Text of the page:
Fifth Grade: Findings From The Fifth-Grade Follow-up of the Early Childhood Longitudinal Study, Kindergarten Class of 1998-99 (ECLS-K)
The Early Childhood Longitudinal Study, Kindergarten Class of 1998–99 (ECLS-K) is following a nationally representative cohort of children from kindergarten and into the later grades. The ECLS-K focuses on children’s school experiences beginning with kindergarten. It is a multisource, multi-method study that includes interviews with parents; collection of data from principals and teachers; and direct assessments of children. The ECLS-K has been developed under the sponsorship of the National Center for Education Statistics, part of the U.S. Department of Education's Institute of Education Sciences.
The ECLS-K selected a nationally representative sample of kindergartners in the fall of 1998 and, to date, has followed these children through the spring of fifth grade. The focus of the current report is findings from the sixth wave of the ECLS-K data, when most of the ECLS-K children were in the spring of their fifth-grade year.
The full ECLS-K base-year sample is composed of 22,782 children who attended 944 schools with kindergarten programs during the 1998–99 school year. The base-year ECLS-K sample is nationally representative of the 3.8 million children enrolled in kindergartens in the United States during the 1998–99 school year.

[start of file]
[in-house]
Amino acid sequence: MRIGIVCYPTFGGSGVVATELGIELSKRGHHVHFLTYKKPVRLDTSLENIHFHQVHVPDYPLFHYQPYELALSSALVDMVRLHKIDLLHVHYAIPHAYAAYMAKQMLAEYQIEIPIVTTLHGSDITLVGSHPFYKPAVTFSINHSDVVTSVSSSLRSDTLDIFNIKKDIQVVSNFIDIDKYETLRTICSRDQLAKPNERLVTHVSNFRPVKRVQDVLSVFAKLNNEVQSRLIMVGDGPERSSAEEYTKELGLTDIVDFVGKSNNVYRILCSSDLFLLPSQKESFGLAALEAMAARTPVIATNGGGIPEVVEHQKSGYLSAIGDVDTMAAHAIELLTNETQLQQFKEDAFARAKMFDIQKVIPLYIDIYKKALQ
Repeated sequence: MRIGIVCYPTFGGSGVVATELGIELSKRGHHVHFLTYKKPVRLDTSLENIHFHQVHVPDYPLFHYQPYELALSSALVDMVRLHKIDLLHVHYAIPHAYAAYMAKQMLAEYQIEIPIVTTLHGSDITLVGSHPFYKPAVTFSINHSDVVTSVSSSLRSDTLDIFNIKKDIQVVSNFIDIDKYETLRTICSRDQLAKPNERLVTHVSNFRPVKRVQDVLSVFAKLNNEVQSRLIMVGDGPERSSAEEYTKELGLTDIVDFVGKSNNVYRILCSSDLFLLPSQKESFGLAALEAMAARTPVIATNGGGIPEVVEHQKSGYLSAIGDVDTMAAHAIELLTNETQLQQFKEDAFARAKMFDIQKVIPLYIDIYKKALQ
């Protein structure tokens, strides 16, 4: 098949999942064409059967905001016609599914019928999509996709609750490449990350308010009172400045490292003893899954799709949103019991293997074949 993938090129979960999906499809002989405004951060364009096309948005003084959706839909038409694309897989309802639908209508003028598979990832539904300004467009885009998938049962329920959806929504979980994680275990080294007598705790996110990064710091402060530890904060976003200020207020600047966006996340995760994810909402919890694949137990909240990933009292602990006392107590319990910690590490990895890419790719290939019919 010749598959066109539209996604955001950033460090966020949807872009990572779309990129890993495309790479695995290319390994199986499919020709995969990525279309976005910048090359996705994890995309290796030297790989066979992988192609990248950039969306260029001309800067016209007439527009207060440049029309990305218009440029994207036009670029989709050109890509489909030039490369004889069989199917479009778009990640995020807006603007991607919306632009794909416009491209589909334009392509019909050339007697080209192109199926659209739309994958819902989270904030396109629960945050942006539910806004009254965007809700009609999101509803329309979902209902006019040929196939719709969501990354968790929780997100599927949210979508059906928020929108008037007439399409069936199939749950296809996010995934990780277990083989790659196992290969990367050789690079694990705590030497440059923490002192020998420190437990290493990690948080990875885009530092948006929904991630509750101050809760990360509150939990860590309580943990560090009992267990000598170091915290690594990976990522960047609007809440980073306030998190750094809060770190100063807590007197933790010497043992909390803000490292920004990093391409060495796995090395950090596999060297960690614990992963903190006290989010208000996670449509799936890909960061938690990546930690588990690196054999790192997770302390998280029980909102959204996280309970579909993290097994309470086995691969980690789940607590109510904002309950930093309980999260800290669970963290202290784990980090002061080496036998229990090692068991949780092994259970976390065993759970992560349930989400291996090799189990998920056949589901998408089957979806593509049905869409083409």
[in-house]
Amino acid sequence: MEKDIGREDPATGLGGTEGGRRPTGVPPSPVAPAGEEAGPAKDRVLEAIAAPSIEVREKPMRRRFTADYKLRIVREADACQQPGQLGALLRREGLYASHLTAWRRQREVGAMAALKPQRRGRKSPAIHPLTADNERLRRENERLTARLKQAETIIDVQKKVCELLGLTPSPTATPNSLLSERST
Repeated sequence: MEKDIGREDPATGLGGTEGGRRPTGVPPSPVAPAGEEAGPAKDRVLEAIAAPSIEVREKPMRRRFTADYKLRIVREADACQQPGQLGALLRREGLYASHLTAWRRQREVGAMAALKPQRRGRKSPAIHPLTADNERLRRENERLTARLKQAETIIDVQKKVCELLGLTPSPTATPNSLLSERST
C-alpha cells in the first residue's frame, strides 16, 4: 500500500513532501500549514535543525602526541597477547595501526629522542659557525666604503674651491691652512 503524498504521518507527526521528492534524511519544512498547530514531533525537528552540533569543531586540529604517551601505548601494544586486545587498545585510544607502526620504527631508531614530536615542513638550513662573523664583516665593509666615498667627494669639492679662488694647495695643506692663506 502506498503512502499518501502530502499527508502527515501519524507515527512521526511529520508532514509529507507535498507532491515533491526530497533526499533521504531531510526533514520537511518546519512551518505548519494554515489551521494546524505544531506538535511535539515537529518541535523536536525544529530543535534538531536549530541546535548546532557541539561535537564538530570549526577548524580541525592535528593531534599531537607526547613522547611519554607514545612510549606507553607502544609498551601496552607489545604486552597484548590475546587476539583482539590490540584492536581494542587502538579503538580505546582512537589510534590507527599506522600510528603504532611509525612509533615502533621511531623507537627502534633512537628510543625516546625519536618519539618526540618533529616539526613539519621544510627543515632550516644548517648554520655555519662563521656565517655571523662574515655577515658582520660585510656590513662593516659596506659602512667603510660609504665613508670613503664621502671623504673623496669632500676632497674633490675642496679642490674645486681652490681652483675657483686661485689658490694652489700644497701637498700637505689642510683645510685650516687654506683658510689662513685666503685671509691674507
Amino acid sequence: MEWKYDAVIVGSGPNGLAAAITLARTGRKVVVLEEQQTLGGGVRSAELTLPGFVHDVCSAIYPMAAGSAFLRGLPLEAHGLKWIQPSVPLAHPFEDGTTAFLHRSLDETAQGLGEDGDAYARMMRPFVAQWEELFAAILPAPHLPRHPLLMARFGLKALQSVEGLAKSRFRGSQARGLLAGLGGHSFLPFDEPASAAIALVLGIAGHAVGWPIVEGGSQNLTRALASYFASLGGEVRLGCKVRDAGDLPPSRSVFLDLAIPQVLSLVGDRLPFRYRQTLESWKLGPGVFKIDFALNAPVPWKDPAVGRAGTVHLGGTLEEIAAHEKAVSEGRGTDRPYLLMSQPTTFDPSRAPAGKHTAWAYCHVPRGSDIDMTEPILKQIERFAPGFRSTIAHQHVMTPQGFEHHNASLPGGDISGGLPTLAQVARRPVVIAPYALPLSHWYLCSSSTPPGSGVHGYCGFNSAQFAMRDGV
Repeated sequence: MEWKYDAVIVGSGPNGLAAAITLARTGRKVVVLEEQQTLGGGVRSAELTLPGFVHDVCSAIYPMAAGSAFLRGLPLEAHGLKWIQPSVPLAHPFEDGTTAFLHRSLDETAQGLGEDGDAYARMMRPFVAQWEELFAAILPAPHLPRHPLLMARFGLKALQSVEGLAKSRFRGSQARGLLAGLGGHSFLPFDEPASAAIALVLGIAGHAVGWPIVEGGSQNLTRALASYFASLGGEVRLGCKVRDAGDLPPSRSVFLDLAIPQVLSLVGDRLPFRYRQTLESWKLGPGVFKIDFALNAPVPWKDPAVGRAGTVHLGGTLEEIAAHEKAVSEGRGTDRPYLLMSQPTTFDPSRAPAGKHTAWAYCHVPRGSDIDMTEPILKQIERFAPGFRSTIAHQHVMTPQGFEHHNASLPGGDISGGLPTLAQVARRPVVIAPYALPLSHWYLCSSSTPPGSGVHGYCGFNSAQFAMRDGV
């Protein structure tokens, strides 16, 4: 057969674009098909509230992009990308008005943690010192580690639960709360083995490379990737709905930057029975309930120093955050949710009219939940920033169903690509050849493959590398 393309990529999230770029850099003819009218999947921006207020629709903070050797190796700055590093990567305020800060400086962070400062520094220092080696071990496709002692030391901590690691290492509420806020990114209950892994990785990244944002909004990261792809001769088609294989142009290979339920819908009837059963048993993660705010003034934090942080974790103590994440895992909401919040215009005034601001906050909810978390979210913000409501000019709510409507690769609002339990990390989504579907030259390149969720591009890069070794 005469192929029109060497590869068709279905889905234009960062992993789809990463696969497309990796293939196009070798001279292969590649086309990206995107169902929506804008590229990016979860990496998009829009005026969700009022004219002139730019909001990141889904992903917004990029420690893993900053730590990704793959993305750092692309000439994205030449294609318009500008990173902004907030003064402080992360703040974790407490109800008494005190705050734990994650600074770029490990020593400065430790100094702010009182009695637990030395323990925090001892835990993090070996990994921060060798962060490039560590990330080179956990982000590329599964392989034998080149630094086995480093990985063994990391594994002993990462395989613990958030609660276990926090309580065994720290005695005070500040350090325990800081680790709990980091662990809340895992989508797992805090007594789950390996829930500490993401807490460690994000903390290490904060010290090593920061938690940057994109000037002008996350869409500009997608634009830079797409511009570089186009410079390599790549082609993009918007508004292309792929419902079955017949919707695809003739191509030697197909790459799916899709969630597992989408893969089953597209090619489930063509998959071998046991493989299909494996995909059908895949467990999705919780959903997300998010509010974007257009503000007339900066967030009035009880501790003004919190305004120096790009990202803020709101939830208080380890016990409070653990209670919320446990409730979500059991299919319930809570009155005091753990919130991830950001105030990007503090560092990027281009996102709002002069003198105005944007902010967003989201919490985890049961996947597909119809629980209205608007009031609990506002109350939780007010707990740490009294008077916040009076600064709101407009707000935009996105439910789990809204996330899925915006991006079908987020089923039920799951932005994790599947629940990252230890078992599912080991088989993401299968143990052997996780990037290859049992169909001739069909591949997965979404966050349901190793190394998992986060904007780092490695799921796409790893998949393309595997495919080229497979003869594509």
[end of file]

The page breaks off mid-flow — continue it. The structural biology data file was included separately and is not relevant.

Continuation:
The base-year (i.e., the kindergarten year) data were collected in the fall and spring of the 1998– 99 school year. Two more waves of data were collected in the fall and spring of the 1999–2000 school year when most, but not all, of the base-year children were in first grade. A fifth wave of data was collected in the spring of the 2001–02 school year when most, but not all, of the sampled children were in third grade. A sixth wave of data was collected in the spring of the 2003–04 school year when most, but not all, of the sampled children were in fifth grade.
The weighted school response rate for the kindergarten year was 74 percent. In that year, the child and parent completion rates were 92 percent and 89 percent, respectively. In the spring of 2000 (first grade), 88 percent of children and 85 percent of the parents who were eligible for first-grade data collection participated in the study. In the spring of 2002 (third grade), 80 percent of the children and 77 percent of the parents who were eligible for the third-grade data collection participated in the study. Finally, in the spring of 2004 (fifth grade), about 85 percent of children and 89 percent of parents who were eligible for the fifth-grade data collection participated (U.S. Department of Education 2006).